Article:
Loose-leash Training with a No-pull Dog Harness

Loose-leash Training with a No-pull Dog Harness

May 10, 2021

As dog owners, we often wish our dogs healthy. If our fur babies show a dynamic energy level, it is assurance of their wholesomeness. However, if such exuberant energy is presented during daily walk time, like charging around, pulling hard and galloping forward, it could transform a supposedly pleasant outing into a hectic track and field race. 

Such a control issue could also cause serious accidents if we need to walk besides street with busy traffic. We don’t want to get ourselves tripped down and dragged ahead by our excited fur babies, either. Trust me, it really hurts. To avoid all these aforementioned hazards, we need to train our dogs and prepare them for possible distractions. 

We would also need to get a No-pull dog harness and a good dog leash to achieve the training goals. Dogs are not naturally used to harness and leash, so we need to acquaint them with these gears first. What we should do is to reward treats to the puppy while they are wearing the harness and leash. In this way, the puppy will associate them as desirable presence.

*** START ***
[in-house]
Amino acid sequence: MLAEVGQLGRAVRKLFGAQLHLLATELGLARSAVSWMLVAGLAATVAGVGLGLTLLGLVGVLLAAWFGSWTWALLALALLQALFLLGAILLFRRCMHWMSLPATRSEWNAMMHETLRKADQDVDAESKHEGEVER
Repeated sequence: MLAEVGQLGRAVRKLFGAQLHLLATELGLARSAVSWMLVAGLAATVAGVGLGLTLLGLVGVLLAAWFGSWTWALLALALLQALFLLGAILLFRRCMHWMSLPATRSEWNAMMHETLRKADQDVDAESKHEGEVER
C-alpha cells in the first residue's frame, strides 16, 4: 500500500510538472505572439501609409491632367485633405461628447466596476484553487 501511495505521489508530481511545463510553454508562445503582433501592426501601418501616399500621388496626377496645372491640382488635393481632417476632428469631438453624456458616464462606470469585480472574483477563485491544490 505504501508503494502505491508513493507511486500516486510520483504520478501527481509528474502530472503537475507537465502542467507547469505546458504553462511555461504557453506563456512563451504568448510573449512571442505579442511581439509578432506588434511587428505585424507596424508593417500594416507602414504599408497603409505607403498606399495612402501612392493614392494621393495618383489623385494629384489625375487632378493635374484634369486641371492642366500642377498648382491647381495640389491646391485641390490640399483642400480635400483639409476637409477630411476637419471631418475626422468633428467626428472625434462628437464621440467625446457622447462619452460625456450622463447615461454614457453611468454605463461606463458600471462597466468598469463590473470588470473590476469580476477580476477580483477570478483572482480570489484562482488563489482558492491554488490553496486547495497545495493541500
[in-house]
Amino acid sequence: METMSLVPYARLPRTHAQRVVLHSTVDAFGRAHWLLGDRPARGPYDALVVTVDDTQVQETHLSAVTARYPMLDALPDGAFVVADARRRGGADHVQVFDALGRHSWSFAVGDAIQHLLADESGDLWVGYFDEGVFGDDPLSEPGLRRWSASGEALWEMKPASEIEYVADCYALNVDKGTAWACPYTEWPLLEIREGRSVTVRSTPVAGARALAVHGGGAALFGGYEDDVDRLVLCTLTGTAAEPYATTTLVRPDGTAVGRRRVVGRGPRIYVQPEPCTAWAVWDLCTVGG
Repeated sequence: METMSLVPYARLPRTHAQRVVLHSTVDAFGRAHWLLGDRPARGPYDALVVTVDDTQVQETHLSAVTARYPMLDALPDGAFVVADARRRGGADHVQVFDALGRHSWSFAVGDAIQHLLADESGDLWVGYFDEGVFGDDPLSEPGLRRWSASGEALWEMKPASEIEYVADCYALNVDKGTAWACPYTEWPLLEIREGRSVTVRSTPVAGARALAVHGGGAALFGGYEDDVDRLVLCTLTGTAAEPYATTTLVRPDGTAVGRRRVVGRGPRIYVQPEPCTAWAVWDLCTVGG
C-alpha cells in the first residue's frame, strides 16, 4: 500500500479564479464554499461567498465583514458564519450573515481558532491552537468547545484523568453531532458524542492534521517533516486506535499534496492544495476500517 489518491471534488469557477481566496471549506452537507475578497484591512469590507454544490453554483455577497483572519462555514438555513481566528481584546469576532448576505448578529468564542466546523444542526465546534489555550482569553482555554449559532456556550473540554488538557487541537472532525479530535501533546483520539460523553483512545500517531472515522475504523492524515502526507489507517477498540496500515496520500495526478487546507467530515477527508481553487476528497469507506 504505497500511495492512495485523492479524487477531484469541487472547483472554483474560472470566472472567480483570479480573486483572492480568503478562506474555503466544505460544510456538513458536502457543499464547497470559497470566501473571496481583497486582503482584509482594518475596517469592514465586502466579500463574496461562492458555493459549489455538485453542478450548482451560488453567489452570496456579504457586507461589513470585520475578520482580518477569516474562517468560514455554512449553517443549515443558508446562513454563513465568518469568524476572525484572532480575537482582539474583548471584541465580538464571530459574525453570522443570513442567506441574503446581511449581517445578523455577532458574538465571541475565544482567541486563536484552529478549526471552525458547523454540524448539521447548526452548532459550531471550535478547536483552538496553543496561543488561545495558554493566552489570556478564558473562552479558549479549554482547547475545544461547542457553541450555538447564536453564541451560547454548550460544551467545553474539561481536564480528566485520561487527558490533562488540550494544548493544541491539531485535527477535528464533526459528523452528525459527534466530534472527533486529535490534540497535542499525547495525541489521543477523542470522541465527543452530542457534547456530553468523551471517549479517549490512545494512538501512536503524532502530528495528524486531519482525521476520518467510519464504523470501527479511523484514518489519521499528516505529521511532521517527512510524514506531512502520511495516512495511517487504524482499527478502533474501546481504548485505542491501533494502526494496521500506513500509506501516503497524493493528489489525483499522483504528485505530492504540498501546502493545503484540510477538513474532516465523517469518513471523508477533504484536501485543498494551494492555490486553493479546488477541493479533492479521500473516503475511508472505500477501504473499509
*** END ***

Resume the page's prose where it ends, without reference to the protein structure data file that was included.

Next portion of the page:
We should always start with home training. Even though we are using a no-pull dog harness for more control, we shouldn’t engage into pulling when the dog starts dragging in a different direction because you don’t want to encourage more pulls. Instead, we should shorten the length of the dog leash by holding the traffic handle near to our dog, hold our place and stay put. When the puppy comes back to you, reward it with treats and praises, so that it learns to follow our instructions and leads. 

After sufficient homeschooling, we can take the fur baby out. But, keep in mind that this is actually where the real training starts. We could expect more pulling and sometimes lunges when distraction multiply outside. Besides treats, we need to utilize the no-pull dog harness with more deliberation and wariness. 

Watching our dogs attentively during their first few social debuts, so that we can react before they react to surprises, like squirrels passing by, hares hopping a far, and leaves swirling in a fleeting gust wind. We don’t need to tighten or yank the dog leash. We don’t wait till the harness is strained tilted by the tug of war between you and the dog. What we should do is to hold on tight to the handle installed in the middle of the harness and stand still firmly. When the dog calm down a bit, we beckon it back with treats.